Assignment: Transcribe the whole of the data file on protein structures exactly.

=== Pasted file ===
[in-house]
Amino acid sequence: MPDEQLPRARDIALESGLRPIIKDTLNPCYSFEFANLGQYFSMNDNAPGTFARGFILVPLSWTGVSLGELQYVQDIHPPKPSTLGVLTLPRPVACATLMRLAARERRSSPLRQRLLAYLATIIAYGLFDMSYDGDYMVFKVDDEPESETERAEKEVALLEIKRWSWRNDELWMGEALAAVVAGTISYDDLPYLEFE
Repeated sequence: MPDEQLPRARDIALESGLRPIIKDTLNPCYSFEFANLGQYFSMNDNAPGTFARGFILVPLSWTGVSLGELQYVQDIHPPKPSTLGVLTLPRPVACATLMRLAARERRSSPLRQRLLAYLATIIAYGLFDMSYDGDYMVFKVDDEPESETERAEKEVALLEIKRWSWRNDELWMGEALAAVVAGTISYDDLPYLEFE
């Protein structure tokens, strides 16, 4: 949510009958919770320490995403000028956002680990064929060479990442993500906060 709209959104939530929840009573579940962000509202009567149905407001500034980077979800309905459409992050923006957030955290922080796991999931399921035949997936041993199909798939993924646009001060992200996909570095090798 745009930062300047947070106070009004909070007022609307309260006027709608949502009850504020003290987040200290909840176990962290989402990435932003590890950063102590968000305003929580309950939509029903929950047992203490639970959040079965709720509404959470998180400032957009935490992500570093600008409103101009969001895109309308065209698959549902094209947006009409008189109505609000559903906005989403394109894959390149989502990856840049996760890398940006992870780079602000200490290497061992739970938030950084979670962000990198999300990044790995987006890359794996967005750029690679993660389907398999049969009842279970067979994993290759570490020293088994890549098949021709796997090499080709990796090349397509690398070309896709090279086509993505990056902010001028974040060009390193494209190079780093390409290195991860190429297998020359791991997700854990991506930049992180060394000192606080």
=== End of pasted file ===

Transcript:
[in-house]
Amino acid sequence: MPDEQLPRARDIALESGLRPIIKDTLNPCYSFEFANLGQYFSMNDNAPGTFARGFILVPLSWTGVSLGELQYVQDIHPPKPSTLGVLTLPRPVACATLMRLAARERRSSPLRQRLLAYLATIIAYGLFDMSYDGDYMVFKVDDEPESETERAEKEVALLEIKRWSWRNDELWMGEALAAVVAGTISYDDLPYLEFE
Repeated sequence: MPDEQLPRARDIALESGLRPIIKDTLNPCYSFEFANLGQYFSMNDNAPGTFARGFILVPLSWTGVSLGELQYVQDIHPPKPSTLGVLTLPRPVACATLMRLAARERRSSPLRQRLLAYLATIIAYGLFDMSYDGDYMVFKVDDEPESETERAEKEVALLEIKRWSWRNDELWMGEALAAVVAGTISYDDLPYLEFE
């Protein structure tokens, strides 16, 4: 949510009958919770320490995403000028956002680990064929060479990442993500906060 709209959104939530929840009573579940962000509202009567149905407001500034980077979800309905459409992050923006957030955290922080796991999931399921035949997936041993199909798939993924646009001060992200996909570095090798 745009930062300047947070106070009004909070007022609307309260006027709608949502009850504020003290987040200290909840176990962290989402990435932003590890950063102590968000305003929580309950939509029903929950047992203490639970959040079965709720509404959470998180400032957009935490992500570093600008409103101009969001895109309308065209698959549902094209947006009409008189109505609000559903906005989403394109894959390149989502990856840049996760890398940006992870780079602000200490290497061992739970938030950084979670962000990198999300990044790995987006890359794996967005750029690679993660389907398999049969009842279970067979994993290759570490020293088994890549098949021709796997090499080709990796090349397509690398070309896709090279086509993505990056902010001028974040060009390193494209190079780093390409290195991860190429297998020359791991997700854990991506930049992180060394000192606080």